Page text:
Father-Daughter Stories: A New TV Trend

I thought it might be interesting to talk a little bit about the recent trend of father-daughter dynamics in TV shows, especially in crime shows. What’s so interesting about the most recent examples is that it’s basically the same dynamic from one show to the next. Shark, Castle, Lie To Me, and a few other shows made in the last few years all center around a semi-irresponsible protagonist whose primary redeeming quality is that he’s a loving father, and include a scholastically and socially responsible daughter who acts as a smart-alecky foil for the protagonist. In the case of Castle, the relationship dynamic kind of resembles the best friend-ish mother-daughter relationship in Gilmore Girls to a certain degree. However, this makes a fair amount of sense because the father in Castle was supposed to have been raised by his mother. There are also largely father-daughter oriented shows wherein the daughter is the main character, like Veronica Mars and Hannah Montana.

Okay, at this point you may not get how unusual this is. Sure there are a couple of father-son shows on TV today, like the show Psych. But think about it for a second. In the past, the majority of television had father-son relationships (e.g. Diagnosis Murder, That 70’s Show, Sanford and Son, The Andy Griffith Show, etc.) – and a number of, mother-son or mother-daughter stories, but practically no father-daughter stories. Yeah, there were a couple of stand-out oddities like My Two Dads and Full House, but that’s not really the same thing. For that matter, neither are the occasional father-daughter episodes on ensemble shows like The Simpsons or Bones. Nope, the growing trend of having a main feature (source of sub-plots) of a show be a father-daughter relationship is really pretty new.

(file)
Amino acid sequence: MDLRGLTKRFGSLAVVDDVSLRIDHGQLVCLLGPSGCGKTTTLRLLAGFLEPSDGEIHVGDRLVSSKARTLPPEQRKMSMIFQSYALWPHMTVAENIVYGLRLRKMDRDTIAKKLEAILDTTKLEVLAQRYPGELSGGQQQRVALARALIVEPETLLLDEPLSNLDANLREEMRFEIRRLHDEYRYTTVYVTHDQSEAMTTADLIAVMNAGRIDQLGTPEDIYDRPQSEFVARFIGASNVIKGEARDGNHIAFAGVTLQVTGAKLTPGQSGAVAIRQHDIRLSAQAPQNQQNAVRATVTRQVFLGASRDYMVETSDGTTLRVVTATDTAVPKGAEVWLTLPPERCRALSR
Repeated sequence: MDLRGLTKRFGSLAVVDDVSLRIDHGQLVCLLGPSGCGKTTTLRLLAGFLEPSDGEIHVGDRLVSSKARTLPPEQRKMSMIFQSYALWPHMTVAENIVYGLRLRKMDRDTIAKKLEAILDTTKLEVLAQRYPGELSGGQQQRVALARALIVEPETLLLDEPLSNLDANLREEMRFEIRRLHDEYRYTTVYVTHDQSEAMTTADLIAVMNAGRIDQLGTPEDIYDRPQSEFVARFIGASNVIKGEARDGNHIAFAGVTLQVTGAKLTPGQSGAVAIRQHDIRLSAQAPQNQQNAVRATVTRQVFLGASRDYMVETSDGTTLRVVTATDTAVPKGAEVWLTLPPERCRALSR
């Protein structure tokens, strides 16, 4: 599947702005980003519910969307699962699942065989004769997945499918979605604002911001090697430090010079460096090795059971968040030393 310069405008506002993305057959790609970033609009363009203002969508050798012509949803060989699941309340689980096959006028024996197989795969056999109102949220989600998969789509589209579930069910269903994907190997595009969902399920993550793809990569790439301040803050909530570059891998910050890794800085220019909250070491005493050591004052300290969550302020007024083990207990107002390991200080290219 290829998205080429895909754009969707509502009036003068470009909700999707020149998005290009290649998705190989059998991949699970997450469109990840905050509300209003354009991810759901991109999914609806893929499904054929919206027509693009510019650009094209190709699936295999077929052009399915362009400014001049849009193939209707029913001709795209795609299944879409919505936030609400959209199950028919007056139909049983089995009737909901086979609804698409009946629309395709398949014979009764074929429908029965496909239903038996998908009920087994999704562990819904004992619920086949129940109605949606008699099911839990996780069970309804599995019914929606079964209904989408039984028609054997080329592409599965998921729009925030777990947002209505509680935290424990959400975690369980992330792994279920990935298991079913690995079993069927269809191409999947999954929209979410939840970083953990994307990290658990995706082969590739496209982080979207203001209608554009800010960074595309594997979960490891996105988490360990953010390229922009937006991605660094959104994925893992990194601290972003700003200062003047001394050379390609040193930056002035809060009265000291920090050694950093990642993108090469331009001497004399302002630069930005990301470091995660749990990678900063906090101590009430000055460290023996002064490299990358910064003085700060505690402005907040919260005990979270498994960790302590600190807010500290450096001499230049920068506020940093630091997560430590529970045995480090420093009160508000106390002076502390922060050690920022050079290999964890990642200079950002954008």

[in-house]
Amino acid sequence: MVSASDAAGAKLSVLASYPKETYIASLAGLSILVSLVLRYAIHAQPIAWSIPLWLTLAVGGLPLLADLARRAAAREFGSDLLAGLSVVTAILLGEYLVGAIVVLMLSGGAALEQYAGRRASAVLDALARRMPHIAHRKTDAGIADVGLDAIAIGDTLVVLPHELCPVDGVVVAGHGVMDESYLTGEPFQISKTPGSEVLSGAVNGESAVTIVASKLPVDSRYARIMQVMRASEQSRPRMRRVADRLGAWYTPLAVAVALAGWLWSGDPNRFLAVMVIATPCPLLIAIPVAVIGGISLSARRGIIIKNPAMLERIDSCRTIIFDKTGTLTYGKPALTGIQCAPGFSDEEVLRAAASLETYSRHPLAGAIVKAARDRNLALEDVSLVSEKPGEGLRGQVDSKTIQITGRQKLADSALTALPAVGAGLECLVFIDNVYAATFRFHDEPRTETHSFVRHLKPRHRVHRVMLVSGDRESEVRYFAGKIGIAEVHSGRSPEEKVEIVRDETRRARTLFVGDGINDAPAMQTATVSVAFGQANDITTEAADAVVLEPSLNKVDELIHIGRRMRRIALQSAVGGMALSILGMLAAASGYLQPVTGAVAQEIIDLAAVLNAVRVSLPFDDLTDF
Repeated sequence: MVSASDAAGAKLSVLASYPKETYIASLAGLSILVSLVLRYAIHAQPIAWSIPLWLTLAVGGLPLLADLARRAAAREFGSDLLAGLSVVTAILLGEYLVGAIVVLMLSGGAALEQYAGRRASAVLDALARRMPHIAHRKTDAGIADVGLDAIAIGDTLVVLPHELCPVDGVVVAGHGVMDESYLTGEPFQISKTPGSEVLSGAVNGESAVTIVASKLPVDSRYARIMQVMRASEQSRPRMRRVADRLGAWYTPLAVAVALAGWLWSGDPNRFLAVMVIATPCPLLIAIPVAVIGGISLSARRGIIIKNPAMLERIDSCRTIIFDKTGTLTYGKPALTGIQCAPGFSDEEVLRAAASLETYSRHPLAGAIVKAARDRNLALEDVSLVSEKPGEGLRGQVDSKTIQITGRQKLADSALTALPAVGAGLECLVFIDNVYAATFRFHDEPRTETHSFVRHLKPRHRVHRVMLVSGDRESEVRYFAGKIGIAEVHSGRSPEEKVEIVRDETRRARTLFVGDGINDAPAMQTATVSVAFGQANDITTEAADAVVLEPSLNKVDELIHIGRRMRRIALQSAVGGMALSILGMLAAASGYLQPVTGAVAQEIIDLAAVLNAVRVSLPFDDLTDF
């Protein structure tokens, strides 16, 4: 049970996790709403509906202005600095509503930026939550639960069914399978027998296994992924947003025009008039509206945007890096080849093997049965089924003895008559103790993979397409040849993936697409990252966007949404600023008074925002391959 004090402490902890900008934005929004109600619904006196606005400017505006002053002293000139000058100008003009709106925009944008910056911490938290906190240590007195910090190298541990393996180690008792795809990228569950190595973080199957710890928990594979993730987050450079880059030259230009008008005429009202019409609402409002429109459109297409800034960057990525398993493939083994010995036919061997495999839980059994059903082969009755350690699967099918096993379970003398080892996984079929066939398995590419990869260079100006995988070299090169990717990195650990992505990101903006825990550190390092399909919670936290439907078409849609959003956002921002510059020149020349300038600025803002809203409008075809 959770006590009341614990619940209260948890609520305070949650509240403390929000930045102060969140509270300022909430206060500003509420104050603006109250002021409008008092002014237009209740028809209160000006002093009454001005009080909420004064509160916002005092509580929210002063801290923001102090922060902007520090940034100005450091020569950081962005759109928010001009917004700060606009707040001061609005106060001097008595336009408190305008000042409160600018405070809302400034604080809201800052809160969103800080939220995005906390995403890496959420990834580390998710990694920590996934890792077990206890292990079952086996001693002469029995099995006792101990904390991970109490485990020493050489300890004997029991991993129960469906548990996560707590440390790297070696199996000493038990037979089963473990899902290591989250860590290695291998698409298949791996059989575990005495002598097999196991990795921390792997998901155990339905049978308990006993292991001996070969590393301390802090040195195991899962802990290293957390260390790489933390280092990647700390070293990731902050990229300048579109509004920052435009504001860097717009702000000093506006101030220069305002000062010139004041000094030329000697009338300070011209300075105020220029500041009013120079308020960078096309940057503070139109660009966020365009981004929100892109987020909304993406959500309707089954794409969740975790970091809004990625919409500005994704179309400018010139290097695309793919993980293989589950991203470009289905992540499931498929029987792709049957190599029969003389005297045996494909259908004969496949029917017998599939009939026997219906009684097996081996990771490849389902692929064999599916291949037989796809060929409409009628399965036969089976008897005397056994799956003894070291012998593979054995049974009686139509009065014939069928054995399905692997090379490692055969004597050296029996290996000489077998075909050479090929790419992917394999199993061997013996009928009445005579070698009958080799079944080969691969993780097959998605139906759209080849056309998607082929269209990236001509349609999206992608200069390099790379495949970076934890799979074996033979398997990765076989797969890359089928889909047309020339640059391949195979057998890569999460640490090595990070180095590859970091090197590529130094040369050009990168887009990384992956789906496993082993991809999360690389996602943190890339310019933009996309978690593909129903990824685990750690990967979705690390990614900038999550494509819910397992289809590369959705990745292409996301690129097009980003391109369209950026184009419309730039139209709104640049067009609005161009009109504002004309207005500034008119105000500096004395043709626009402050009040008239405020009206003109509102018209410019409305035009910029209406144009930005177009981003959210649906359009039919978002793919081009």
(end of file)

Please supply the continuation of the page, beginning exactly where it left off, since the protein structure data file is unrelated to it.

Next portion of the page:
So, here’s my point: When the prevailing trend from the 1950s clear through the 1980s was father-son relationships, why is the focus now trending towards father-daughter stories on television? Okay, I have one theory so far (with absolutely nothing to back it up). Maybe the makers/backers of these shows are dads of daughters, or daughters of influential dads, who are writing from that perspective. Some have theorized that having three presidents with daughters in a row has influenced the public psyche, but that seems pretty unlikely to me. It’s interesting to think about, but this trend isn’t really being talked about much yet. Any theories of your own?

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